Judge not, that ye be not judged. (Matt. 7:1)
And if any man hear my words, and believe not, I judge him not: for I came not to judge the world, but to save the world. He that rejecteth me, and receiveth not my words, hath one that judgeth him: the word that I have spoken, the same shall judge him in the last day. (John 12:47&48)
As announced in the last post, I will dedicate several posts to exploring the relationship of Mormonism and mindfulness. As previously introduced, Jon Kabat-Zinn describes 7 attitudes of mindfulness: nonjudging, patience, beginner's mind, trust, non-striving, acceptance, and letting go. This post will explore the first one of these attitudes: nonjudging.
Most people would not like to think of themselves as being judgmental. Nor would most of us appreciate being approached by others with a judgmental attitude. Being nonjudgmental is considered a virtue. By this, we typically mean not buying into social stereotypes, not "judging a book by its cover" or prematurely making up our mind regarding another person. Yet, how nonjudgmental can we truly be?
Judging is unavoidable
Jon Kabat-Zinn reminds us of a much broader understanding of judging through which we experience and filter our experiences in this world: the virtually constant and mostly unconscious judging that is going on in our mind. These constant judgments do no have to be negative and are indeed often essential for navigating life and making reasonable choices. Some of our judging consists of conscious and deliberate conclusions. On many other occasions, it is a split-second impression derived in our mind through a variety of factors such as our emotional disposition, past experiences, goals and fears, and broader worldview. Trying to consciously fully analyze each of our judgments would be an impossible and paralyzing endeavor.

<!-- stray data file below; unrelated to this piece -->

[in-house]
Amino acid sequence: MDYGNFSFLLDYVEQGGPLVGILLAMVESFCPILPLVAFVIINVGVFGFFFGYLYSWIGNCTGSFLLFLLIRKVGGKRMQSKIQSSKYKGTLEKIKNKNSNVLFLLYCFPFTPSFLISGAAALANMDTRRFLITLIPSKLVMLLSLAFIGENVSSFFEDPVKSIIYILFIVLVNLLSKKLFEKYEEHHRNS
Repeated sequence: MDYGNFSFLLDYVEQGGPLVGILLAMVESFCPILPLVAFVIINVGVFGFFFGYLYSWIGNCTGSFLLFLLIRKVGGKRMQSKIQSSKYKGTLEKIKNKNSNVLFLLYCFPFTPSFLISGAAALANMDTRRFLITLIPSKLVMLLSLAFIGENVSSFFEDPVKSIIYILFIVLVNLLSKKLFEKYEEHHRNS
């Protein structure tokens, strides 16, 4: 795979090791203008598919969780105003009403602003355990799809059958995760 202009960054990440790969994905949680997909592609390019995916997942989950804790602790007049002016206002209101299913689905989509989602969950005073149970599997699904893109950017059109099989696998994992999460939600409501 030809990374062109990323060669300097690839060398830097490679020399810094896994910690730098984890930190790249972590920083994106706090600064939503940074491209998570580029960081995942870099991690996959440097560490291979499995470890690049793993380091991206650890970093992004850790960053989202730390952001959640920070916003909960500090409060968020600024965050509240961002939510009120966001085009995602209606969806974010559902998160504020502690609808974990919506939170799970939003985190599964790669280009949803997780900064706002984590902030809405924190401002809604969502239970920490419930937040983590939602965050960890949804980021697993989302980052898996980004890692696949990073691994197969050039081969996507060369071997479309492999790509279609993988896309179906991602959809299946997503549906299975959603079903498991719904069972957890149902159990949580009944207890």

Upon some reflection, the number of decisions we make each minute of our life is mind-boggling. With each decision we make, we exclude an infinite number of alternatives. How we perceive and judge the world shapes our actions and our interpretations of our experiences, which in turn immensely impacts the future experiences we will make. Alas, while unavoidable, our constant judging can cause us to miss out on experiences and limit our perception. Jon Kabat-Zinn uses the metaphor of a veil through which we experience the world and that is created by our steady inner stream of wants, likes, dislikes, and opinions. When striving to be more mindful, we can learn to become more aware of this constant tendency to judge. The key is that we should not judge our judging, but simply learn to be more aware of these mental processes.
Judging in the Church
At first glance, as any social setting, the Church of Jesus Christ of Latter Day Saints can be a place for a lot of judging. We have fairly clearly defined values, quite specific commandments and standards, as well as social customs and implicit expectations that can lead to a sense of conformity. Through conference talks and temple recommend interviews, we have a fairly clear idea of what is involved in being a "worthy" member of the church. Someone who goes grocery shopping on a Sunday might easily be judged as a spiritual slacker not fully committed to the gospel.